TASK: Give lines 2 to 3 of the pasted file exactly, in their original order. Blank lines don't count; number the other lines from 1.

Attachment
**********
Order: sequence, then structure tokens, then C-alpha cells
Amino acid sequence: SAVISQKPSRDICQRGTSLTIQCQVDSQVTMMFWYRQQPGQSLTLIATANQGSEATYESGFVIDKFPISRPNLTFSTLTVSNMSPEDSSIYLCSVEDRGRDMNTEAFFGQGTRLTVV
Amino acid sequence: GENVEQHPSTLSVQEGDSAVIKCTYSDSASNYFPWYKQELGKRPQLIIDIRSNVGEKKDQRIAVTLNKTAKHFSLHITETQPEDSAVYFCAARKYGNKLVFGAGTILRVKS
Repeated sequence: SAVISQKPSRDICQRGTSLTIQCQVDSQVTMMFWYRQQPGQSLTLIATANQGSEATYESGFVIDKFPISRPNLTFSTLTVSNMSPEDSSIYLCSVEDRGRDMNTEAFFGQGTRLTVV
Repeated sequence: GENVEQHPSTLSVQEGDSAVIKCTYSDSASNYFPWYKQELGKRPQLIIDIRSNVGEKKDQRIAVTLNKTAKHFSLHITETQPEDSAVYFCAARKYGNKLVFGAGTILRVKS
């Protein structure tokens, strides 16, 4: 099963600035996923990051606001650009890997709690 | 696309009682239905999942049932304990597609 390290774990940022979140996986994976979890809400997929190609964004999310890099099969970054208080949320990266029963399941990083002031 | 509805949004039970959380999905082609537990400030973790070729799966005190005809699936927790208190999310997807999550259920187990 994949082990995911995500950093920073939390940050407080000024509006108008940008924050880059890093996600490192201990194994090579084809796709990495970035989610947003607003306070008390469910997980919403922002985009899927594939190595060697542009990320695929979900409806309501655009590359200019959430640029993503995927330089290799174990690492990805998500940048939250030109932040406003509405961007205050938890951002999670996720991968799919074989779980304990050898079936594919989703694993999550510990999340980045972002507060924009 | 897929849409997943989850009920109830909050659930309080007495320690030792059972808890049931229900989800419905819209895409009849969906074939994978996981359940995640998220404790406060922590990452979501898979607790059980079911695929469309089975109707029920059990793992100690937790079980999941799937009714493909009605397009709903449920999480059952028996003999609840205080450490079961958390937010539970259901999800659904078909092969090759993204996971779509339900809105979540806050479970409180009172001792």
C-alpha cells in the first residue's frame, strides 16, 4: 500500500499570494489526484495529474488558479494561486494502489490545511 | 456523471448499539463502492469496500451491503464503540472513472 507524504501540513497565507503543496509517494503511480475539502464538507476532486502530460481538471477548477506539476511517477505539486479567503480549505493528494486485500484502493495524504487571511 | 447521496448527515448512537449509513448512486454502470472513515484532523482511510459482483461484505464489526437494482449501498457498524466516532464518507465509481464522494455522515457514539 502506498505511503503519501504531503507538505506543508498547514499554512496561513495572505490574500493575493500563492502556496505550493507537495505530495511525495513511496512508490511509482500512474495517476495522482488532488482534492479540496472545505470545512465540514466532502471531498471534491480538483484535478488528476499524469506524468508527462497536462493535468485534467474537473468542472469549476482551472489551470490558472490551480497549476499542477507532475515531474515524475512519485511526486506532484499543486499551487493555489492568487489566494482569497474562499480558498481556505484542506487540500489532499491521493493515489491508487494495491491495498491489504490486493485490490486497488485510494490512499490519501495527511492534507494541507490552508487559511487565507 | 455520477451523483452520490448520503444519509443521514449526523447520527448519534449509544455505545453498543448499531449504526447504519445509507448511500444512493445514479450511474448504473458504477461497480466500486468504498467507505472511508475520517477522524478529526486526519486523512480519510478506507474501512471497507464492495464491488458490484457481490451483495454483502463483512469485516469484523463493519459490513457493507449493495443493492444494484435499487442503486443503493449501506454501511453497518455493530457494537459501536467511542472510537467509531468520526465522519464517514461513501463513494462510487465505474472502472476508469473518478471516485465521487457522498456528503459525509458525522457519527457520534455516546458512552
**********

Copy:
Amino acid sequence: SAVISQKPSRDICQRGTSLTIQCQVDSQVTMMFWYRQQPGQSLTLIATANQGSEATYESGFVIDKFPISRPNLTFSTLTVSNMSPEDSSIYLCSVEDRGRDMNTEAFFGQGTRLTVV
Amino acid sequence: GENVEQHPSTLSVQEGDSAVIKCTYSDSASNYFPWYKQELGKRPQLIIDIRSNVGEKKDQRIAVTLNKTAKHFSLHITETQPEDSAVYFCAARKYGNKLVFGAGTILRVKS